Pink tide

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Not to be confused with red tide or Crimson Tide.

The term "pink tide" (Spanish: marea rosa, Portuguese: onda rosa) or "turn to the Left" (Sp.: vuelta hacia la izquierda, Pt.: Guinada à Esquerda) are phrases used in contemporary 21st century political analysis in the media and elsewhere to describe the perception that leftist ideology in general, and left-wing politics in particular, that were increasingly becoming influential in Latin America.[1][2][3]

The Latin American countries viewed as part of this ideological trend have been referred to as "Pink Tide nations".[4] The term Post-neoliberalism has been used as a term to refer to the Pink Tide.


According to the BBC, a "common element of the 'pink tide' is a clean break with what was known at the outset of the 1990s as the 'Washington consensus', the mixture of open markets and privatisation pushed by the United States".[2] According to Cristina Fernández de Kirchner, a pink tide president herself, Hugo Chávez of Venezuela (inaugurated 1999), Lula da Silva of Brazil (inaugurated 2003) and Evo Morales of Bolivia (inaugurated 2006) were "the three musketeers" of the left in South America.[5] By 2005, the BBC reported that out of 350 million people in South America, three out of four of them lived in countries ruled by "left-leaning presidents" elected during the preceding six years.[2]

Use of the term[edit]

The term "pink tide" has become prominent in contemporary discussion of Latin American politics. Origins of the term may be linked to a statement by Larry Rohter, a New York Times reporter in Montevideo who characterized the election of Tabaré Vázquez as leader of Uruguay as "not so much a red tide…as a pink one."[3] The term seems to be a play on words based on "red tide" (a biological phenomenon rather than a political one) with "red" – a color long associated with communism – being replaced with the lighter tone of "pink" to indicate the more moderate communist and socialist ideas gaining strength.[6]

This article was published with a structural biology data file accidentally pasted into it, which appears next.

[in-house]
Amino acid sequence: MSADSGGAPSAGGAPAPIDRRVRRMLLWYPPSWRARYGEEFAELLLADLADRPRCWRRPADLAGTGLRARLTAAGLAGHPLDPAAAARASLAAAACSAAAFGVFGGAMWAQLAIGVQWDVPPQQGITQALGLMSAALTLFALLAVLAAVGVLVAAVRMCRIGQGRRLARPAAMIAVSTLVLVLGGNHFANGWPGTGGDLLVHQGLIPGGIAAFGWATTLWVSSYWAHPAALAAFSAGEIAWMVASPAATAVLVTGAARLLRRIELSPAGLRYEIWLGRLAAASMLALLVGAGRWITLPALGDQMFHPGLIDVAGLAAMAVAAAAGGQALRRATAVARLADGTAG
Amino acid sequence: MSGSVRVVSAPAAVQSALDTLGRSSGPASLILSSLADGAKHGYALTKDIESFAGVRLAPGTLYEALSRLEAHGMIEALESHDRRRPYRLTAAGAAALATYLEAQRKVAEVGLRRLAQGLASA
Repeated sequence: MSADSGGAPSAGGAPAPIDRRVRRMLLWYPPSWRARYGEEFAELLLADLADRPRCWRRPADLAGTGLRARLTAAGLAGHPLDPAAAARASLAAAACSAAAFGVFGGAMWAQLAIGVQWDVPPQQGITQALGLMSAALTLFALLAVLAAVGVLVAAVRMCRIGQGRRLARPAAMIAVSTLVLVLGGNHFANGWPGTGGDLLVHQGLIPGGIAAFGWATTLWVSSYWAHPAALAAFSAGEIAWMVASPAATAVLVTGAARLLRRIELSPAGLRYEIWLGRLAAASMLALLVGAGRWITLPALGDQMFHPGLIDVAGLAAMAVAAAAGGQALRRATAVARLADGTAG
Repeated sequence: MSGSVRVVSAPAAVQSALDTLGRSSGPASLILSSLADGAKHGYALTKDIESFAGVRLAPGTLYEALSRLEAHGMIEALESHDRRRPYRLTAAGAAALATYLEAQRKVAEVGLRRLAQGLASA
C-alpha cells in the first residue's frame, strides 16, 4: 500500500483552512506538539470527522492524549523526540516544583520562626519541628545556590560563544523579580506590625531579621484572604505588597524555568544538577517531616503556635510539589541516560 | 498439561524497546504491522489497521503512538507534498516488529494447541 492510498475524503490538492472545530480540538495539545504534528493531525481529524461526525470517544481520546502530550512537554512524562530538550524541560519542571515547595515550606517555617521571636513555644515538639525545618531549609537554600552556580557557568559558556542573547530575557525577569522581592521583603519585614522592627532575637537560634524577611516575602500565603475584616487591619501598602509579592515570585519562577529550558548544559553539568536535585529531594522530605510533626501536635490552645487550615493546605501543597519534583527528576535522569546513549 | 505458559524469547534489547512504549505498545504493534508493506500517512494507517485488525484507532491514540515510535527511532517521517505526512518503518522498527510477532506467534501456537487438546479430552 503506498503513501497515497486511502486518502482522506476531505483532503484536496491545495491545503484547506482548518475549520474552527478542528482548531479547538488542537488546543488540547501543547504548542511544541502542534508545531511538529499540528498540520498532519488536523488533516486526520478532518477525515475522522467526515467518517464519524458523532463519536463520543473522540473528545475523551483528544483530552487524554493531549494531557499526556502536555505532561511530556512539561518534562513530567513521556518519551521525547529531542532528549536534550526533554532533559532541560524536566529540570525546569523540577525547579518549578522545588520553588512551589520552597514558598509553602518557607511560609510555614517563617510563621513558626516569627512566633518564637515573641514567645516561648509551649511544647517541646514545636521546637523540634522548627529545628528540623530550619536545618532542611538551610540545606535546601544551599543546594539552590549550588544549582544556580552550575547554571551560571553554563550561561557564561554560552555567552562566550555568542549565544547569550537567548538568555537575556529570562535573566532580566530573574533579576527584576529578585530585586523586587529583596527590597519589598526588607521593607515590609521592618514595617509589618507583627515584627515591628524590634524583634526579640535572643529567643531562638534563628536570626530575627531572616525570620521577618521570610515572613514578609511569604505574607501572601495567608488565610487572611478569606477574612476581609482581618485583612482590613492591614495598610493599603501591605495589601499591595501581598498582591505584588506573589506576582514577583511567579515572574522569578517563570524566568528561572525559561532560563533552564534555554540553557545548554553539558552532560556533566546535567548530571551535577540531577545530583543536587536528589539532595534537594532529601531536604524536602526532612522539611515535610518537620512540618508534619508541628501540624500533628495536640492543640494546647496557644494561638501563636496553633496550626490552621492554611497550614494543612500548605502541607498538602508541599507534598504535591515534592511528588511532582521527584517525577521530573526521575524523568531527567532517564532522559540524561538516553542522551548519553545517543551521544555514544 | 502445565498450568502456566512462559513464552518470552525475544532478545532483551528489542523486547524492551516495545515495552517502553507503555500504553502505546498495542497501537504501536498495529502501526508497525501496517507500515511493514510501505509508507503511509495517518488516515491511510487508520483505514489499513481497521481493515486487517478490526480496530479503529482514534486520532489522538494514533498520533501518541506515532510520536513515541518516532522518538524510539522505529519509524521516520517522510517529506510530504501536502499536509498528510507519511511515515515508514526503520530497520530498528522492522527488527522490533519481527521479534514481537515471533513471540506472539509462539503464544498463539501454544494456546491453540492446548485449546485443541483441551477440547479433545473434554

Despite the presence of a number of Latin American governments which profess to embracing a leftist ideology, it is difficult to categorize Latin American states "according to dominant political tendencies, like a red-blue post-electoral map of the United States."[6] According to the Institute for Policy Studies, a liberal non-profit think-tank based in Washington, D.C.:

While this political shift is difficult to quantify, its effects are widely noticed. According to the Institute for Policy Studies, 2006 meetings of the South American Summit of Nations and the Social Forum for the Integration of Peoples demonstrated that certain discussions that "used to take place on the margins of the dominant discourse of neoliberalism, (have) now moved to the center of public debate."[6]


According to a report from the Inter Press Service news agency:


To a certain extent, I think the left has exhausted itself in many parts of Latin America ... The citizenry has begun to see the excesses we saw in Argentina, the stagnation we are seeing in Brazil, or, in the case of Venezuela, the absolute failure of an incumbent party.

David Shirk, University of San Diego [5]

The death of Hugo Chávez in 2013 left the most radical wing without a clear leader, as Nicolás Maduro does not have the same international influence of his predecessor. National policies among the left are divided between the styles of Chávez and Lula da Silva, as Lula focused on the poor people but also in private enterprises and global capital.[8]